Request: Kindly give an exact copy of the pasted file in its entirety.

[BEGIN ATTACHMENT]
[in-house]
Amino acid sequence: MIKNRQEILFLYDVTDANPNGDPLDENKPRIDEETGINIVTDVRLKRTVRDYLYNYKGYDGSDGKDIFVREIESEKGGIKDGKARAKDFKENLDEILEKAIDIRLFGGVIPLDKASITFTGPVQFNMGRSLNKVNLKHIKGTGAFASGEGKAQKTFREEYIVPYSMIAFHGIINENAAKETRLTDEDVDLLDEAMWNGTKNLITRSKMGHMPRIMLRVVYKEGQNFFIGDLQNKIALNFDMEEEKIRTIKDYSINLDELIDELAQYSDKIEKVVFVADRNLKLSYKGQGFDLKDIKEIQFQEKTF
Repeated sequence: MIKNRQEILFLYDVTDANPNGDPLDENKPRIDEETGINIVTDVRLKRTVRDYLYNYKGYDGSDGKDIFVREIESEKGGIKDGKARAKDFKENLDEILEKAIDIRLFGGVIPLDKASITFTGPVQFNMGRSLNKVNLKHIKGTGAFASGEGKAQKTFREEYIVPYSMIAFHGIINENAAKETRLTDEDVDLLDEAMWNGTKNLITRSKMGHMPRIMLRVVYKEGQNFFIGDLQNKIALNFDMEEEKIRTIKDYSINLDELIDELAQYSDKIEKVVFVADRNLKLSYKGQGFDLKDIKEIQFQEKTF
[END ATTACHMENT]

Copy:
[in-house]
Amino acid sequence: MIKNRQEILFLYDVTDANPNGDPLDENKPRIDEETGINIVTDVRLKRTVRDYLYNYKGYDGSDGKDIFVREIESEKGGIKDGKARAKDFKENLDEILEKAIDIRLFGGVIPLDKASITFTGPVQFNMGRSLNKVNLKHIKGTGAFASGEGKAQKTFREEYIVPYSMIAFHGIINENAAKETRLTDEDVDLLDEAMWNGTKNLITRSKMGHMPRIMLRVVYKEGQNFFIGDLQNKIALNFDMEEEKIRTIKDYSINLDELIDELAQYSDKIEKVVFVADRNLKLSYKGQGFDLKDIKEIQFQEKTF
Repeated sequence: MIKNRQEILFLYDVTDANPNGDPLDENKPRIDEETGINIVTDVRLKRTVRDYLYNYKGYDGSDGKDIFVREIESEKGGIKDGKARAKDFKENLDEILEKAIDIRLFGGVIPLDKASITFTGPVQFNMGRSLNKVNLKHIKGTGAFASGEGKAQKTFREEYIVPYSMIAFHGIINENAAKETRLTDEDVDLLDEAMWNGTKNLITRSKMGHMPRIMLRVVYKEGQNFFIGDLQNKIALNFDMEEEKIRTIKDYSINLDELIDELAQYSDKIEKVVFVADRNLKLSYKGQGFDLKDIKEIQFQEKTF